Assisted suicide push fails in New York

A New York Court has rejected a petition by three terminally ill patients to be allowed access to assisted suicide drugs.

The Court of Appeals made its ruling on Thursday after a protracted legal battle during which two of the plaintiffs passed away.

“The [New York] assisted suicide statutes apply to anyone who assists an attempted or completed suicide,” the court wrote in its unanimous decision. “There are no exceptions.”

Assisted suicide and euthanasia are currently illegal in New York, but the plaintiffs had argued that the law should not apply to those seeking merciful ends to incurable illnesses.

“We are very disappointed by the court’s decision,” said Edwin Schallert, a lawyer for the patients and doctors who brought the lawsuit. “It will prevent terminally ill New Yorkers from exercising an important option to achieve a peaceful death.”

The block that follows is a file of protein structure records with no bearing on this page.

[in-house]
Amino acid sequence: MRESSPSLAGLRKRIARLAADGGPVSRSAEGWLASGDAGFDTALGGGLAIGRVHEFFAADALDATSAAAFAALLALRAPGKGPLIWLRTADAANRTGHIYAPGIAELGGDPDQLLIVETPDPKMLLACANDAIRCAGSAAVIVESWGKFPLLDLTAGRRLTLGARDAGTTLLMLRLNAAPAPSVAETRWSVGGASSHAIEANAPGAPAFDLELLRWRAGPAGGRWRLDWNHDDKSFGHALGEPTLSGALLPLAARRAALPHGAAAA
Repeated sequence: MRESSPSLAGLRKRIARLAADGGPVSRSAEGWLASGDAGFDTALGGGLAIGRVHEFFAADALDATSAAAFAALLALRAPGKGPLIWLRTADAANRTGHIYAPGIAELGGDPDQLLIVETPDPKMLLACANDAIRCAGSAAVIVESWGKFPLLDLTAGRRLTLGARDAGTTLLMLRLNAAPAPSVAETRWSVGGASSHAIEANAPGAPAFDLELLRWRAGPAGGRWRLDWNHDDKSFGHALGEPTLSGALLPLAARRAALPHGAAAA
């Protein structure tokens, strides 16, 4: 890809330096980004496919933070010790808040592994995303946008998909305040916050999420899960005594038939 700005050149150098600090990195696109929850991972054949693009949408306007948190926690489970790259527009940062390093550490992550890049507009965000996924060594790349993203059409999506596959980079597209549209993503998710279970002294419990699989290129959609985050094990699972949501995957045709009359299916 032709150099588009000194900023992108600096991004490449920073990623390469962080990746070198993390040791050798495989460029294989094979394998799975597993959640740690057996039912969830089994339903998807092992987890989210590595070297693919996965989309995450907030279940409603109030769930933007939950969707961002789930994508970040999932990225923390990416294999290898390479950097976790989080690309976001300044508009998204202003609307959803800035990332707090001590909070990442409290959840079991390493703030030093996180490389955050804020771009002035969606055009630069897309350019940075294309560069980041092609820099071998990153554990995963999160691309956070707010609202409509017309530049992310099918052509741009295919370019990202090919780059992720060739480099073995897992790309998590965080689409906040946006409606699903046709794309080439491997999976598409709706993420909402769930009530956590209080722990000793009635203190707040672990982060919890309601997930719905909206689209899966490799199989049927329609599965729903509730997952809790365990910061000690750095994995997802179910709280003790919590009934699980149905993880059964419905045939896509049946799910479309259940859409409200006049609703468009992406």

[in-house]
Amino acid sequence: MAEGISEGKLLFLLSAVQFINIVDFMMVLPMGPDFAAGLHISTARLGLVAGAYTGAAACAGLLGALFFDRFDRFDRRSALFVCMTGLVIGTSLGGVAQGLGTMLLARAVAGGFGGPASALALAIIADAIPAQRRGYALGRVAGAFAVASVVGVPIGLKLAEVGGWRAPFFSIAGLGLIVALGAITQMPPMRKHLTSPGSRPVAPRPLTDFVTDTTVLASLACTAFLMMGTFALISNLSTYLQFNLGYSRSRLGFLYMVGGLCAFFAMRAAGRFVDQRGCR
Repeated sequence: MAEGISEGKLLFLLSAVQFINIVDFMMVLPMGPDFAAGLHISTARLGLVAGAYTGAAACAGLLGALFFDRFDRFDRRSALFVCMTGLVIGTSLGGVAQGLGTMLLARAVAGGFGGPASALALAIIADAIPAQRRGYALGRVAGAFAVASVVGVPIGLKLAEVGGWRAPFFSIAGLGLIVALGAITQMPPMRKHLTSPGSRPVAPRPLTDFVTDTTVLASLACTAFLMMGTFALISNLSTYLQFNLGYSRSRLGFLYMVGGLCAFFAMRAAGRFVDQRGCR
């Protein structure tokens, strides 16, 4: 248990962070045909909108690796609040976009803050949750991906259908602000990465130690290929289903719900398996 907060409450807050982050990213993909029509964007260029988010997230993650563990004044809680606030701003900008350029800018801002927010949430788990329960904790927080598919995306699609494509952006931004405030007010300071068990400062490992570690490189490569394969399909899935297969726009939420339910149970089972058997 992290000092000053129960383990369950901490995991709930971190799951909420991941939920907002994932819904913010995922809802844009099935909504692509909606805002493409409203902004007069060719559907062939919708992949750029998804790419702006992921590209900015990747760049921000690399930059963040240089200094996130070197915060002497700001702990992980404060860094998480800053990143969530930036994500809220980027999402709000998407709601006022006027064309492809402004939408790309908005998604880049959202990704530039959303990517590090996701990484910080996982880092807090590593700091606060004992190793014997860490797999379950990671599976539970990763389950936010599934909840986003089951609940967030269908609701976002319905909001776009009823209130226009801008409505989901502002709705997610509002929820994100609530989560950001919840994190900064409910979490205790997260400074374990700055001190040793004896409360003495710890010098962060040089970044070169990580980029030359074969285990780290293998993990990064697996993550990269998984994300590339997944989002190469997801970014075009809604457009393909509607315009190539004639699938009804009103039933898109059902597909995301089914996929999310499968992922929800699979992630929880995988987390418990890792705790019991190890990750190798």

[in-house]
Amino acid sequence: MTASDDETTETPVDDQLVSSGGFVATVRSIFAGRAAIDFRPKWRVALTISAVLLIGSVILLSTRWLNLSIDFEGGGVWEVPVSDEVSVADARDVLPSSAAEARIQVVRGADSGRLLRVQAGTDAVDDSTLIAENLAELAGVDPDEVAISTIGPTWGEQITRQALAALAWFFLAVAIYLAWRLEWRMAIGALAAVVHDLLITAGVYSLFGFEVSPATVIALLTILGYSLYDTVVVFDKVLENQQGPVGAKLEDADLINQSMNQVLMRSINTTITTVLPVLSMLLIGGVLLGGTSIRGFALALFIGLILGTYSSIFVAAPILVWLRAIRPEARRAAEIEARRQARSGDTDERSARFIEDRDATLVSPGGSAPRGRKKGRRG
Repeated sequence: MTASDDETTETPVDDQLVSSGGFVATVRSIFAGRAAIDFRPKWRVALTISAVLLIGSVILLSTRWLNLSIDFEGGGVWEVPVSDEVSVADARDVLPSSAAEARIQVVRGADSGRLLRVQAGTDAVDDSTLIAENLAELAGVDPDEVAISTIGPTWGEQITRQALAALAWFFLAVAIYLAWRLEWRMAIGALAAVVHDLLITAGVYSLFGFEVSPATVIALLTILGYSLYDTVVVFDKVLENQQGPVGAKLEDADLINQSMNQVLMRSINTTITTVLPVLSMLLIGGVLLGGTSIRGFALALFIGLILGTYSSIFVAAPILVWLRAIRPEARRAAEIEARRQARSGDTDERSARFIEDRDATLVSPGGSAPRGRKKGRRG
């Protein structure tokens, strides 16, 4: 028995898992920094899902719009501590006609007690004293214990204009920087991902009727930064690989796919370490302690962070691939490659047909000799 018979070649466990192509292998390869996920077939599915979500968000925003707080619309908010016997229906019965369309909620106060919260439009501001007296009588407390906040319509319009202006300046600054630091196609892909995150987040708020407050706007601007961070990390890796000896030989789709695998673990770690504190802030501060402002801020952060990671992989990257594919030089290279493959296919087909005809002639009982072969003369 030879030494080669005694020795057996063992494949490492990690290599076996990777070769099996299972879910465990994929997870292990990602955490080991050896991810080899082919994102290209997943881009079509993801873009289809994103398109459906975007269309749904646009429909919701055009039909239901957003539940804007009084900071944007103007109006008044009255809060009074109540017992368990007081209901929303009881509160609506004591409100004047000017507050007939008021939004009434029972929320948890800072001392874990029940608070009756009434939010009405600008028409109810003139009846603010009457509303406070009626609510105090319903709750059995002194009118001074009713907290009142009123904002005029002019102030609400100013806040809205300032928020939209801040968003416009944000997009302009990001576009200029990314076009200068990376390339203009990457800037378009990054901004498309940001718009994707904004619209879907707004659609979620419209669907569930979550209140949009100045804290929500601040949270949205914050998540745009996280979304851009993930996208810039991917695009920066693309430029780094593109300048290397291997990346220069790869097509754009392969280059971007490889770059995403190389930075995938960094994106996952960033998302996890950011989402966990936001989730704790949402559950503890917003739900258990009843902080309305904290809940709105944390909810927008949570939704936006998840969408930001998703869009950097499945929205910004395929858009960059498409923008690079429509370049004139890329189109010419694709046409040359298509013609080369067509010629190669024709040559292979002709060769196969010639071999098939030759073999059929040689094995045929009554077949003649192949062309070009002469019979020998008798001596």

Opponents of assisted suicide praised the Court's ruling. 

"The decision is a significant victory for those who would be most at risk of abuse and most susceptible to pressure to take their own lives, including the isolated elderly, persons with disabilities and those who are depressed and overcome with hopelessness," said Kathleen Gallagher of the New York State Catholic Conference.

Assisted suicide and/or euthanasia is currently legal in six US States as well as the District of Columbia. 

MORE ON THESE TOPICS | assisted suicide, law, new york

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